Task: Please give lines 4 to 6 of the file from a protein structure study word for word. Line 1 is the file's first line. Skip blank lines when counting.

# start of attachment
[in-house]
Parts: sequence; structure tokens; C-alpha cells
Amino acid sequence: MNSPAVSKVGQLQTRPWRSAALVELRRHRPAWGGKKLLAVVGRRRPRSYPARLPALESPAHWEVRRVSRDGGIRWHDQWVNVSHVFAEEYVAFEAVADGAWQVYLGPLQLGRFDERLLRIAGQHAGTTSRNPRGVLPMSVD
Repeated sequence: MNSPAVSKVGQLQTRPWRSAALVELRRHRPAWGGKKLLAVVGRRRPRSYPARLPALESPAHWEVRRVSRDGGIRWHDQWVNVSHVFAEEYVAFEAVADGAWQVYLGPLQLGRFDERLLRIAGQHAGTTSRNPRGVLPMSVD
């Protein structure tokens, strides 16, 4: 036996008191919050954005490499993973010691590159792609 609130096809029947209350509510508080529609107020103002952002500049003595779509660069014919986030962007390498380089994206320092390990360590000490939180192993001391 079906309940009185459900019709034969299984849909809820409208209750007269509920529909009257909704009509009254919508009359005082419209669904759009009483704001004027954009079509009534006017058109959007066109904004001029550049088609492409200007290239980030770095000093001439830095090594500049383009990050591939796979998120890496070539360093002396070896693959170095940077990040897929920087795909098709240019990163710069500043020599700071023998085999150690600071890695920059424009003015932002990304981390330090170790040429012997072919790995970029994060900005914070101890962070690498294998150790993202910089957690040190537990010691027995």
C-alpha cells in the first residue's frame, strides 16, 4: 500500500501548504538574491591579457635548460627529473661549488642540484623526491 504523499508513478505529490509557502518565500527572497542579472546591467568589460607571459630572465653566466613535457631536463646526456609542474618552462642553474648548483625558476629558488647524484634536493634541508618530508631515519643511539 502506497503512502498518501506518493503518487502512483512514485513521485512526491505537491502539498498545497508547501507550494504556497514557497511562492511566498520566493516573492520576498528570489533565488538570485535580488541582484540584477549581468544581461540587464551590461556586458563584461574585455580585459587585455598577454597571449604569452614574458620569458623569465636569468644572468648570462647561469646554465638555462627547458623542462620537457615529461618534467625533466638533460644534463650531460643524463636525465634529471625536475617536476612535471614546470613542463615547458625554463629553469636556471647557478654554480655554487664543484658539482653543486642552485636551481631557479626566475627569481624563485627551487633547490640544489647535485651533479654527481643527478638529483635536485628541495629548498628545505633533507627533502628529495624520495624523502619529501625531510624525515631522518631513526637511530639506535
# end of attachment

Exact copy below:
Repeated sequence: MNSPAVSKVGQLQTRPWRSAALVELRRHRPAWGGKKLLAVVGRRRPRSYPARLPALESPAHWEVRRVSRDGGIRWHDQWVNVSHVFAEEYVAFEAVADGAWQVYLGPLQLGRFDERLLRIAGQHAGTTSRNPRGVLPMSVD
């Protein structure tokens, strides 16, 4: 036996008191919050954005490499993973010691590159792609 609130096809029947209350509510508080529609107020103002952002500049003595779509660069014919986030962007390498380089994206320092390990360590000490939180192993001391 079906309940009185459900019709034969299984849909809820409208209750007269509920529909009257909704009509009254919508009359005082419209669904759009009483704001004027954009079509009534006017058109959007066109904004001029550049088609492409200007290239980030770095000093001439830095090594500049383009990050591939796979998120890496070539360093002396070896693959170095940077990040897929920087795909098709240019990163710069500043020599700071023998085999150690600071890695920059424009003015932002990304981390330090170790040429012997072919790995970029994060900005914070101890962070690498294998150790993202910089957690040190537990010691027995």
C-alpha cells in the first residue's frame, strides 16, 4: 500500500501548504538574491591579457635548460627529473661549488642540484623526491 504523499508513478505529490509557502518565500527572497542579472546591467568589460607571459630572465653566466613535457631536463646526456609542474618552462642553474648548483625558476629558488647524484634536493634541508618530508631515519643511539 502506497503512502498518501506518493503518487502512483512514485513521485512526491505537491502539498498545497508547501507550494504556497514557497511562492511566498520566493516573492520576498528570489533565488538570485535580488541582484540584477549581468544581461540587464551590461556586458563584461574585455580585459587585455598577454597571449604569452614574458620569458623569465636569468644572468648570462647561469646554465638555462627547458623542462620537457615529461618534467625533466638533460644534463650531460643524463636525465634529471625536475617536476612535471614546470613542463615547458625554463629553469636556471647557478654554480655554487664543484658539482653543486642552485636551481631557479626566475627569481624563485627551487633547490640544489647535485651533479654527481643527478638529483635536485628541495629548498628545505633533507627533502628529495624520495624523502619529501625531510624525515631522518631513526637511530639506535